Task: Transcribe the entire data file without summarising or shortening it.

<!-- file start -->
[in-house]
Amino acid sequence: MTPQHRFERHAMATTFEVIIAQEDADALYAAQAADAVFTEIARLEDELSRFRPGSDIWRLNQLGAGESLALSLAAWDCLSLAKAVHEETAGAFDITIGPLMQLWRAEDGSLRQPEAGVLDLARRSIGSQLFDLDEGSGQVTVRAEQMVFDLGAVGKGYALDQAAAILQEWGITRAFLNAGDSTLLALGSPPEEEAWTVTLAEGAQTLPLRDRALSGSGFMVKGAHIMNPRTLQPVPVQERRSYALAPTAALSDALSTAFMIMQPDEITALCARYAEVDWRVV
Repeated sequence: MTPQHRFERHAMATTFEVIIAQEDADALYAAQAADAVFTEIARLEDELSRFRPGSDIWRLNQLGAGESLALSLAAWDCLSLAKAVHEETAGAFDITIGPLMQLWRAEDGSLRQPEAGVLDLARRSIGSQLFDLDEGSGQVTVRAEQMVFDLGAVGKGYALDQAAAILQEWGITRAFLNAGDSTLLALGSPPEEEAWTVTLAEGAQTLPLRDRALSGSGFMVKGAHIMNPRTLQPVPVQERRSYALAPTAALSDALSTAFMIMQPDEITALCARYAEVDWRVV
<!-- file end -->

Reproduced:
[in-house]
Amino acid sequence: MTPQHRFERHAMATTFEVIIAQEDADALYAAQAADAVFTEIARLEDELSRFRPGSDIWRLNQLGAGESLALSLAAWDCLSLAKAVHEETAGAFDITIGPLMQLWRAEDGSLRQPEAGVLDLARRSIGSQLFDLDEGSGQVTVRAEQMVFDLGAVGKGYALDQAAAILQEWGITRAFLNAGDSTLLALGSPPEEEAWTVTLAEGAQTLPLRDRALSGSGFMVKGAHIMNPRTLQPVPVQERRSYALAPTAALSDALSTAFMIMQPDEITALCARYAEVDWRVV
Repeated sequence: MTPQHRFERHAMATTFEVIIAQEDADALYAAQAADAVFTEIARLEDELSRFRPGSDIWRLNQLGAGESLALSLAAWDCLSLAKAVHEETAGAFDITIGPLMQLWRAEDGSLRQPEAGVLDLARRSIGSQLFDLDEGSGQVTVRAEQMVFDLGAVGKGYALDQAAAILQEWGITRAFLNAGDSTLLALGSPPEEEAWTVTLAEGAQTLPLRDRALSGSGFMVKGAHIMNPRTLQPVPVQERRSYALAPTAALSDALSTAFMIMQPDEITALCARYAEVDWRVV